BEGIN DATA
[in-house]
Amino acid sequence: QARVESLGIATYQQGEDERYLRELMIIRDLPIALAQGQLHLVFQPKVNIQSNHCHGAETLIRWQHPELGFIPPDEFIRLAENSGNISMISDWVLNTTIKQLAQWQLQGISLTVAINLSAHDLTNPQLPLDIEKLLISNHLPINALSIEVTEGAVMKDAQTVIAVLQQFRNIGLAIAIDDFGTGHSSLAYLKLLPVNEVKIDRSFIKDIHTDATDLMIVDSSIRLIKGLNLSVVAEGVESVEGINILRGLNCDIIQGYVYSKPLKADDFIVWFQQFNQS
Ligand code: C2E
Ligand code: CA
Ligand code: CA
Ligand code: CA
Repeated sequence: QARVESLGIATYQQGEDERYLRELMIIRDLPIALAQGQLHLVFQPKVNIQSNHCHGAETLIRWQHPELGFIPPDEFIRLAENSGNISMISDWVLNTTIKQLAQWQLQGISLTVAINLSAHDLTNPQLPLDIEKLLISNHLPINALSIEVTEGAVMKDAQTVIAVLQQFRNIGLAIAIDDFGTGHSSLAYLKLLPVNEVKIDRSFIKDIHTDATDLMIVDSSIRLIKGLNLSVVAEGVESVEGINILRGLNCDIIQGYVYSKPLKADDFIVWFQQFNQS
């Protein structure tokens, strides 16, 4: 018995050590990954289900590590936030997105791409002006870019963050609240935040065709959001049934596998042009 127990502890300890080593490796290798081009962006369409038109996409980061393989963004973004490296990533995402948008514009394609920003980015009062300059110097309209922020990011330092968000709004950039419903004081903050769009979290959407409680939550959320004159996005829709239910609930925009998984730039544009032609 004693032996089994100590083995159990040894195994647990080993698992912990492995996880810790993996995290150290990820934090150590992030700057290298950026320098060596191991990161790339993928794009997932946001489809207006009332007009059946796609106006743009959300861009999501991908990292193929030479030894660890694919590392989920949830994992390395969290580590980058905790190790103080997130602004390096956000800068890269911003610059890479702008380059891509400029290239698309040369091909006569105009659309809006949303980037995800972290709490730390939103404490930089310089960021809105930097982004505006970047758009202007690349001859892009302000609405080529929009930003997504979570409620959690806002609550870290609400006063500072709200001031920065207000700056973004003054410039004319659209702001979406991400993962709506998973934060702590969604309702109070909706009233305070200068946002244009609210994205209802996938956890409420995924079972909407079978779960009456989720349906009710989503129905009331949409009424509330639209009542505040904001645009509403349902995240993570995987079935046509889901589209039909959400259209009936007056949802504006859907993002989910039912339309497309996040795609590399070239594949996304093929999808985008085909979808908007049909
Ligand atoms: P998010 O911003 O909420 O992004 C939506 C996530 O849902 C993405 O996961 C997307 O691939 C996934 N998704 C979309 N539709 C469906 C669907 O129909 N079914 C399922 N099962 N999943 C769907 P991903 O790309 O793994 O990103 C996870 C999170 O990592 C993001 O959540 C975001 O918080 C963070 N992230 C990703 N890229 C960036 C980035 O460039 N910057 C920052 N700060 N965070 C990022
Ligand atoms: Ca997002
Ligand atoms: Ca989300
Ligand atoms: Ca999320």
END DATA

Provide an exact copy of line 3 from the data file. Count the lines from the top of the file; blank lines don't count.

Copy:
Ligand code: C2E